Excerpt of letter sent to CMG clients Friday on Brexit:
While it would be foolhardy to predict the details of what happens after the United Kingdom voted to leave the European Union, we wanted to address the potential impact of this unprecedented and historic vote. With global valuations already stretched and growth tepid and declining, the amount of uncertainty that the vote has brought into the market can have a significant impact and knock-on effect on financial markets and global politics. Below are our insights on what may come next.
Economic and Financial
The impact on financial markets has been startling. Currency markets have exhibited volatility not seen since the financial crisis and the collapse of Lehman Brothers. The British Pound has seen its largest one day drop ever and has hit its lowest level since 1985 against the dollar. European financial markets are down across the board, the Euro has weakened, the Yen and Dollar are higher against most global currencies and the Swiss central bank has intervened to prevent further appreciation in the Swiss Franc. The safety trade is on with U.S. Treasury bonds up sharply. Below are our thoughts on what may happen next:
- The Fed and US Interest Rates: The likelihood of a rate hike in September has declined precipitously and there are now predictions of a potential rate cut. As a result of the vote and the upcoming US election, it now appears highly probable that the Fed does not cut rates at all this year and bond yields are likely to remain lower for longer as a result. We remain in the rates will remain lower for longer camp.
- Risk of Recession: The UK is likely to fall into a recession and the risk of a US and global recession has increased. The EU accounts for approximately 50% of UK exports. We don’t see how this decision helps UK growth over the next several years while the UK and EU negotiate an exit. The big questions surround the UK’s status with respect to the EU common market and how subsequent trade agreements will be negotiated as well as the free movement of people (Norway can serve as a template). Further, the EU and specifically Germany loses a liberal economic ally and will now have less support for free market initiatives in the EU. Longer term, the UK is a major player in the world economy. They will negotiate, compete and do well.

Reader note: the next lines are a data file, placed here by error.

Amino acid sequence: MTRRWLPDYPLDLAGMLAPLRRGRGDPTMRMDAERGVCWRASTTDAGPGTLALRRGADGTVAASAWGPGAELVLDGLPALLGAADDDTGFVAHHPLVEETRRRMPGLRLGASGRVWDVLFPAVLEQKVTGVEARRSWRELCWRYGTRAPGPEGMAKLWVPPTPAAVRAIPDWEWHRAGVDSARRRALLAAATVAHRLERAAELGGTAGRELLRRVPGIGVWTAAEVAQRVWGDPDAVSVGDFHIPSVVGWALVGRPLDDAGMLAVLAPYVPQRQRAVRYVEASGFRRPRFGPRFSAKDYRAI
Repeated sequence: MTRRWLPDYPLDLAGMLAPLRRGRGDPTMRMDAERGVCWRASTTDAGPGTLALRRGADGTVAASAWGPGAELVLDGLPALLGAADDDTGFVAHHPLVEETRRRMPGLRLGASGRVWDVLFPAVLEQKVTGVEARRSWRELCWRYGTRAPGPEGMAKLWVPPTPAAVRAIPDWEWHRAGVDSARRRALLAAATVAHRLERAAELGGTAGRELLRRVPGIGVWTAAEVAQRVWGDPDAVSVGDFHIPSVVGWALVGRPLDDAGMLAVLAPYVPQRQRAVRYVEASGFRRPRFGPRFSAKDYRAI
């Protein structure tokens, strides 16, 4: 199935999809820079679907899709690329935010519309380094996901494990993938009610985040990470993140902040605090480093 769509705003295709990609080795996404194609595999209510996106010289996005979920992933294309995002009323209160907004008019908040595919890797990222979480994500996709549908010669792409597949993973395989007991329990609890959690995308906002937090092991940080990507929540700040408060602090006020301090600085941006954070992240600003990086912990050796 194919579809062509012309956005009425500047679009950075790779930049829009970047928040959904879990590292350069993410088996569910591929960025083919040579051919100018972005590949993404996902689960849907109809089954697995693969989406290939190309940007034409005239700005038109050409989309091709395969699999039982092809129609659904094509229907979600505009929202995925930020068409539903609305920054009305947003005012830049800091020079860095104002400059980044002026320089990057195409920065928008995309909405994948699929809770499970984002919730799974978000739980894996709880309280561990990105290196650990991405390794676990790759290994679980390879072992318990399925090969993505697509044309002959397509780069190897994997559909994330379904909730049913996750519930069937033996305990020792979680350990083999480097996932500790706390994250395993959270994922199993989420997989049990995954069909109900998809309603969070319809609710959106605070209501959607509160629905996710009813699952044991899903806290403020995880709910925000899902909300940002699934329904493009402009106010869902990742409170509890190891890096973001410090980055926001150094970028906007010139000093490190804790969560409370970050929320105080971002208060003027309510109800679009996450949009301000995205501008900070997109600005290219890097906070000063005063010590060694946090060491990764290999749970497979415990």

- Greater Volatility: Much like the uncertainty surrounding Grexit over the past several years, we will likely see heightened levels of volatility in ebbs and flows for some time as details regarding Brexit are negotiated.
- This event is a major stress test on unconventional central bank policy.
- United Kingdom: Today, United Kingdom looks a lot less “united.” Prime Minister David Cameron, who just last year secured the first Tory majority in 23 years, announced he intends to resign in October, a staggering defeat. Later this year, voters will determine who will lead the transition out of the EU. No one has any idea of who that person will be. Scotland is considering another vote to leave the UK in order to stay in the EU and there has been a call in Northern Ireland to leave the UK. In fact, the majority of votes to remain in the EU came from voters in Scotland, Northern Ireland and London. A UK without Scotland and Northern Ireland is a weaker UK.
- EU: In the short term, populist, anti-EU politicians stand to gain. Spain is set to have elections on Sunday and their two party system is likely to fragment while smaller parties gain power. It is not unreasonable to expect ideologically Eurosceptic candidates to harness the Brexit vote to stir voters. Immigration and the refugee crisis were key motivating factors for voters in the UK. Greek and Italian citizens will also be watching closely to see if the UK benefits from the exit. Longer term, if the impact of Brexit is negative for the UK, the EU could actually become stronger and more motivated to integrate if other member countries see what they stand to lose. Conversely, if the UK does well, it could spur other countries to consider their options. Politicians campaigning to leave the EU have promised voters control over immigration and a stronger economy. Now they have to deliver. Easier said than done.
- NATO and Russia: A fragmented EU will make discussions within NATO more difficult. It will be essential for the US, the EU and the UK to work constructively to insure that the NATO alliance is not weakened. Anytime European institutions are weakened, Putin and Russia stand to benefit. We believe they stay united.
For the rest of the commentary and this week’s market sentiment analysis see Steve Blumenthal’s: On My Radar: Brexit!